Doing business in a way that’s good for People, the Planet, and Profits—and as surplus management professionals, we’re in the middle.

My journey with Investment Recovery (IR) and the Investment Recovery Association began in 2007. At first, I thought IR was only about the revenue, but as I dug deeper to evaluate exactly what we were doing at Duke Energy, it became apparent to me that we were operating one heck of a giant recycling operation. Tens of thousands of tons of scrap metal, wire, cable,

transformers, oil, and the list goes on. This stuff wasn’t junk—this was sustainability and recycling in action. Wow! Who would have ever thought that working for a regulated utility would suddenly become a journey in “Green”?

My title at Duke Energy is, appropriately enough, Manager, Investment Recovery & Recycling. The “& Recycling” represents an expanded function that ranges from simply disposing of assets and commodities to waste reduction and recycling for the overall non-hazardous waste stream. Our touchstone from the beginning is this: if we can recycle or repurpose material instead of putting it in a landfill for a cost that is less than or equal to the landfill, we consider that a more desirable alternative from both an economic and a sustainability point of view.

In 2014, I became active in the Electric Utility Industry Sustainable Supply Chain, also known as the “Alliance,” or EUISSCA. The purpose of the Alliance is to find and develop opportunities to continue to advance sustainability in the  supply chain. The Alliance’s membership consists of approximately 15 investor-owned and public utilities across the United States. The membership’s geographic and ownership diversity brings a unique perspective to the sustainability journey, as each is influenced by regulators, customers, suppliers, and utility commitment to corporate sustainability.

The Alliance is committed to developing and publishing a “Utility Best Practice” each year. In 2015, “Investment Recovery” was chosen as the area of focus, and I was fortunate to lead a team of representatives from Duke Energy, Ameren, DTE, Eversource, Exelon, and Oklahoma Gas & Electric to develop best practices and author a white paper. If you think about it, investment recovery for the utility supply chain has a significant opportunity to champion sustainable material disposition, more so than most other areas in the supply chain. To begin the best practice development process, the team and I conducted interviews with Alliance members, participated in a “speed dating” exercise during the 2015 Investment Recovery Association (IRA) conference in Chicago to get IRA input, developed an initial list of approximately 100 sustainable practices for consideration, and ultimately synthesized these concepts into the overarching themes discussed below.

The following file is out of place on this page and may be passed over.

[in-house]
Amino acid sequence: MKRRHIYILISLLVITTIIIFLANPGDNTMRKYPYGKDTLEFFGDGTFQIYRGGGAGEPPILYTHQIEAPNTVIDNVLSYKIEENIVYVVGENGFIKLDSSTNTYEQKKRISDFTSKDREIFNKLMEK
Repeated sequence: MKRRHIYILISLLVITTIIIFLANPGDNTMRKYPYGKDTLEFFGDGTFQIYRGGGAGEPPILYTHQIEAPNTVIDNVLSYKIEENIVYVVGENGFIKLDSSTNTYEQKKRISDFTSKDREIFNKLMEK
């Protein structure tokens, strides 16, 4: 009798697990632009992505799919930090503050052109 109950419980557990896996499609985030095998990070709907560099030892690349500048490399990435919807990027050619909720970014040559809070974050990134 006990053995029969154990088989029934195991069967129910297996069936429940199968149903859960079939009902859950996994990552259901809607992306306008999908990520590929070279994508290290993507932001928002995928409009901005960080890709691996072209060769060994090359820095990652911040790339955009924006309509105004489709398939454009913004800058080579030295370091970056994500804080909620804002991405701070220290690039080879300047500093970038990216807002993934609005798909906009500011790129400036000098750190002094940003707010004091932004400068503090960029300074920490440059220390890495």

Although not included as an investment recovery sustainability best practice, our team recognized that selling equipment or material for reuse is a primary investment recovery function. Most Investment Recovery organizations would rather sell or repurpose equipment and materials prior to disposition by recycling or other disposal outlet, based on sound economics and individual utility-specific tolerances for environmental, safety, security, legal, branding, and other concerns. Reuse or repurpose of material or equipment offers the highest level of sustainability and economic common sense: we’re avoiding the waste stream, and this is what we all try to do. Once the utility has made the decision not to resell or repurpose the equipment or materials, the following Alliance sustainability recommendations are provided for consideration during the disposition process:

1. Incorporate desirable sustainability practices in the investment recovery bidding process:

Since most of the IR revenues and weights (65–75 percent) are generated by the sale of scrap commodities, the most significant sustainability opportunities will be in the bidding process and development of contracts for scrap commodities. Sustainability should have a seat at the table, along with other company partners, such as Finance, Legal, and Safety. We all use a variety of criteria to select our vendor partners, but for most IR organizations, economics is the factor that outweighs others by a significant margin. Other considerations when selecting vendors:

  • Recycling by-products—the non-metal components of the commodity. What will the vendor do with this material? Is there further opportunity for downstream recycling, or will the non-metal portion of the scrap commodity be simply landfilled?
  • Where will your commodities actually be processed? Domestically? Outsourced to a third world country? Will sustainability be considered by your vendor when processing and preparing the material into the final commodity? What happens to the non-commodity waste streams? Is your company at risk for negative publicity for poorly managed downstream disposal processes?
  • Diversity—It used to be when we talked about diversity, IR wasn’t a factor, because we were selling instead of buying. There is a very logical way to incorporate vendor diversity with IR activities. True, we’re selling scrap commodities to a vendor, but most vendors provide a wide range of services, including services for which you pay (containers for scrap collection, labor, and logistics, processing the material), and the commodity for which you receive economic remuneration. Using diverse vendors to manage these scrap commodities should be included in corporate diversity goals.

2. Measure waste reduction and recycling improvement: